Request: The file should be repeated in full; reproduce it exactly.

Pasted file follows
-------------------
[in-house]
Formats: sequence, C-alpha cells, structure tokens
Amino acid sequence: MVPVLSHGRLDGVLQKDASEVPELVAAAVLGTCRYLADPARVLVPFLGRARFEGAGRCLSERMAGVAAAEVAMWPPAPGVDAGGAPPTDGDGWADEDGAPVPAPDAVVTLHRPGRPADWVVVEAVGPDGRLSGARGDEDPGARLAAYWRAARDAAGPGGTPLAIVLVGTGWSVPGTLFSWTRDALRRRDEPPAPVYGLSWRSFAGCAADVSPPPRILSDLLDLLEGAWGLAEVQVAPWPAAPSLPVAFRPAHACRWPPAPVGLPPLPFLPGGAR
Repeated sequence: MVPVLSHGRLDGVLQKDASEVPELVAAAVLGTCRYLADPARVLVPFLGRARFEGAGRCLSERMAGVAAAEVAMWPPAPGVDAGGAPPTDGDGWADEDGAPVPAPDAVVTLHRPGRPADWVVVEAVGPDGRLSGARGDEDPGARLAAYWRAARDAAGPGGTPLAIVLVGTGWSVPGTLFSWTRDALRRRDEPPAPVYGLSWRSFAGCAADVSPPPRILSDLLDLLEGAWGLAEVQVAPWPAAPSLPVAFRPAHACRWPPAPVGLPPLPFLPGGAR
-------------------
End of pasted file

[in-house]
Formats: sequence, C-alpha cells, structure tokens
Amino acid sequence: MVPVLSHGRLDGVLQKDASEVPELVAAAVLGTCRYLADPARVLVPFLGRARFEGAGRCLSERMAGVAAAEVAMWPPAPGVDAGGAPPTDGDGWADEDGAPVPAPDAVVTLHRPGRPADWVVVEAVGPDGRLSGARGDEDPGARLAAYWRAARDAAGPGGTPLAIVLVGTGWSVPGTLFSWTRDALRRRDEPPAPVYGLSWRSFAGCAADVSPPPRILSDLLDLLEGAWGLAEVQVAPWPAAPSLPVAFRPAHACRWPPAPVGLPPLPFLPGGAR
Repeated sequence: MVPVLSHGRLDGVLQKDASEVPELVAAAVLGTCRYLADPARVLVPFLGRARFEGAGRCLSERMAGVAAAEVAMWPPAPGVDAGGAPPTDGDGWADEDGAPVPAPDAVVTLHRPGRPADWVVVEAVGPDGRLSGARGDEDPGARLAAYWRAARDAAGPGGTPLAIVLVGTGWSVPGTLFSWTRDALRRRDEPPAPVYGLSWRSFAGCAADVSPPPRILSDLLDLLEGAWGLAEVQVAPWPAAPSLPVAFRPAHACRWPPAPVGLPPLPFLPGGAR